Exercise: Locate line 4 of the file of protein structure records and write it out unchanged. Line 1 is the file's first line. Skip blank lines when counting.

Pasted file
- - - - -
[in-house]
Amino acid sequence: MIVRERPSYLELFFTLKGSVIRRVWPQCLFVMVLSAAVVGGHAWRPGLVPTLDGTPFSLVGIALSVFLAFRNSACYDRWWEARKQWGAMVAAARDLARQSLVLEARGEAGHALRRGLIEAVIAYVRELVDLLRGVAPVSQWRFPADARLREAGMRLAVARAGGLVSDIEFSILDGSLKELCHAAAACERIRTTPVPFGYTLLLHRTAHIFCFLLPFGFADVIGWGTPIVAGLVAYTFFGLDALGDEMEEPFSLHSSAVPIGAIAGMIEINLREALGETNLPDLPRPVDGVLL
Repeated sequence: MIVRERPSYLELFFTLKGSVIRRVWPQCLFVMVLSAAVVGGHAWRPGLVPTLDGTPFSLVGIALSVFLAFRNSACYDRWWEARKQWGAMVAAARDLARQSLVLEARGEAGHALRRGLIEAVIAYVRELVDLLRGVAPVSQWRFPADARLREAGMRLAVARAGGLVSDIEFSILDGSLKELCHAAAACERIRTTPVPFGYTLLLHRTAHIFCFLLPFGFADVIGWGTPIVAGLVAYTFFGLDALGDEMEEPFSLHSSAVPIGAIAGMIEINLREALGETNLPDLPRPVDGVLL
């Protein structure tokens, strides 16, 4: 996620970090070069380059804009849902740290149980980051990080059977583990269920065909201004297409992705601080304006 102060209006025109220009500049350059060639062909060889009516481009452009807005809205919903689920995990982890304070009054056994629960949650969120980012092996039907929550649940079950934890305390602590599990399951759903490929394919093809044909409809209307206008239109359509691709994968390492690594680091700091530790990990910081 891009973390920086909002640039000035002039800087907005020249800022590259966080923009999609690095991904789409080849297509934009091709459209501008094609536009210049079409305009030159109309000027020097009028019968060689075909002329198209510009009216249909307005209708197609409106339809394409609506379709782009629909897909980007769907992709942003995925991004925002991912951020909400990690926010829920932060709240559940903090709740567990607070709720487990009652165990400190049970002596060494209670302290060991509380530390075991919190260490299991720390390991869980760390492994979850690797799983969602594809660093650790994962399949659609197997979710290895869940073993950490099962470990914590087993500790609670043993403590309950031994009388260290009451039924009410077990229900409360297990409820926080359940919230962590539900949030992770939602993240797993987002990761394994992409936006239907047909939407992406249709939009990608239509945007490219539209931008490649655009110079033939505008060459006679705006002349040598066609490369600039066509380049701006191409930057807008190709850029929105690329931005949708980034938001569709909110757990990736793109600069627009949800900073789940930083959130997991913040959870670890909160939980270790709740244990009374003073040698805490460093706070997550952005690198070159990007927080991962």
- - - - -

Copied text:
């Protein structure tokens, strides 16, 4: 996620970090070069380059804009849902740290149980980051990080059977583990269920065909201004297409992705601080304006 102060209006025109220009500049350059060639062909060889009516481009452009807005809205919903689920995990982890304070009054056994629960949650969120980012092996039907929550649940079950934890305390602590599990399951759903490929394919093809044909409809209307206008239109359509691709994968390492690594680091700091530790990990910081 891009973390920086909002640039000035002039800087907005020249800022590259966080923009999609690095991904789409080849297509934009091709459209501008094609536009210049079409305009030159109309000027020097009028019968060689075909002329198209510009009216249909307005209708197609409106339809394409609506379709782009629909897909980007769907992709942003995925991004925002991912951020909400990690926010829920932060709240559940903090709740567990607070709720487990009652165990400190049970002596060494209670302290060991509380530390075991919190260490299991720390390991869980760390492994979850690797799983969602594809660093650790994962399949659609197997979710290895869940073993950490099962470990914590087993500790609670043993403590309950031994009388260290009451039924009410077990229900409360297990409820926080359940919230962590539900949030992770939602993240797993987002990761394994992409936006239907047909939407992406249709939009990608239509945007490219539209931008490649655009110079033939505008060459006679705006002349040598066609490369600039066509380049701006191409930057807008190709850029929105690329931005949708980034938001569709909110757990990736793109600069627009949800900073789940930083959130997991913040959870670890909160939980270790709740244990009374003073040698805490460093706070997550952005690198070159990007927080991962």